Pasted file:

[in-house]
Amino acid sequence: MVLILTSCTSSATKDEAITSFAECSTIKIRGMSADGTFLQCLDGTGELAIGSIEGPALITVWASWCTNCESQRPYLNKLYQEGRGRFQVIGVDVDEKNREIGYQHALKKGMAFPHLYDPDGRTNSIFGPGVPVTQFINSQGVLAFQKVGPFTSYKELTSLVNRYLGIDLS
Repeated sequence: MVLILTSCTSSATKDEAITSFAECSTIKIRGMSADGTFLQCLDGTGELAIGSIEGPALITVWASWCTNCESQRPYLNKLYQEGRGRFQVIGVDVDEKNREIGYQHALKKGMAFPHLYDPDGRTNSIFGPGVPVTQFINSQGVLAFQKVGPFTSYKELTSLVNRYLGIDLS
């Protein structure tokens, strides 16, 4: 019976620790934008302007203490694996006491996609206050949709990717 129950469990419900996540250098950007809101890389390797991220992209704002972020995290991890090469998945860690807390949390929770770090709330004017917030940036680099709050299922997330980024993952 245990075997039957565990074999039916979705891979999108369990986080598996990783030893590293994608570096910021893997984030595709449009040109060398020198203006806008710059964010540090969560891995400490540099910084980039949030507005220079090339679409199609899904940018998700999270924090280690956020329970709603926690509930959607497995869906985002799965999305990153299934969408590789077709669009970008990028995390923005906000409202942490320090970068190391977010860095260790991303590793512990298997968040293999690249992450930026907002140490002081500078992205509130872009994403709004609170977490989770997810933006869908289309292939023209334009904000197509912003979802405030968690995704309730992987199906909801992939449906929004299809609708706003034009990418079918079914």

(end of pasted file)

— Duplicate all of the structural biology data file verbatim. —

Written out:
[in-house]
Amino acid sequence: MVLILTSCTSSATKDEAITSFAECSTIKIRGMSADGTFLQCLDGTGELAIGSIEGPALITVWASWCTNCESQRPYLNKLYQEGRGRFQVIGVDVDEKNREIGYQHALKKGMAFPHLYDPDGRTNSIFGPGVPVTQFINSQGVLAFQKVGPFTSYKELTSLVNRYLGIDLS
Repeated sequence: MVLILTSCTSSATKDEAITSFAECSTIKIRGMSADGTFLQCLDGTGELAIGSIEGPALITVWASWCTNCESQRPYLNKLYQEGRGRFQVIGVDVDEKNREIGYQHALKKGMAFPHLYDPDGRTNSIFGPGVPVTQFINSQGVLAFQKVGPFTSYKELTSLVNRYLGIDLS
């Protein structure tokens, strides 16, 4: 019976620790934008302007203490694996006491996609206050949709990717 129950469990419900996540250098950007809101890389390797991220992209704002972020995290991890090469998945860690807390949390929770770090709330004017917030940036680099709050299922997330980024993952 245990075997039957565990074999039916979705891979999108369990986080598996990783030893590293994608570096910021893997984030595709449009040109060398020198203006806008710059964010540090969560891995400490540099910084980039949030507005220079090339679409199609899904940018998700999270924090280690956020329970709603926690509930959607497995869906985002799965999305990153299934969408590789077709669009970008990028995390923005906000409202942490320090970068190391977010860095260790991303590793512990298997968040293999690249992450930026907002140490002081500078992205509130872009994403709004609170977490989770997810933006869908289309292939023209334009904000197509912003979802405030968690995704309730992987199906909801992939449906929004299809609708706003034009990418079918079914």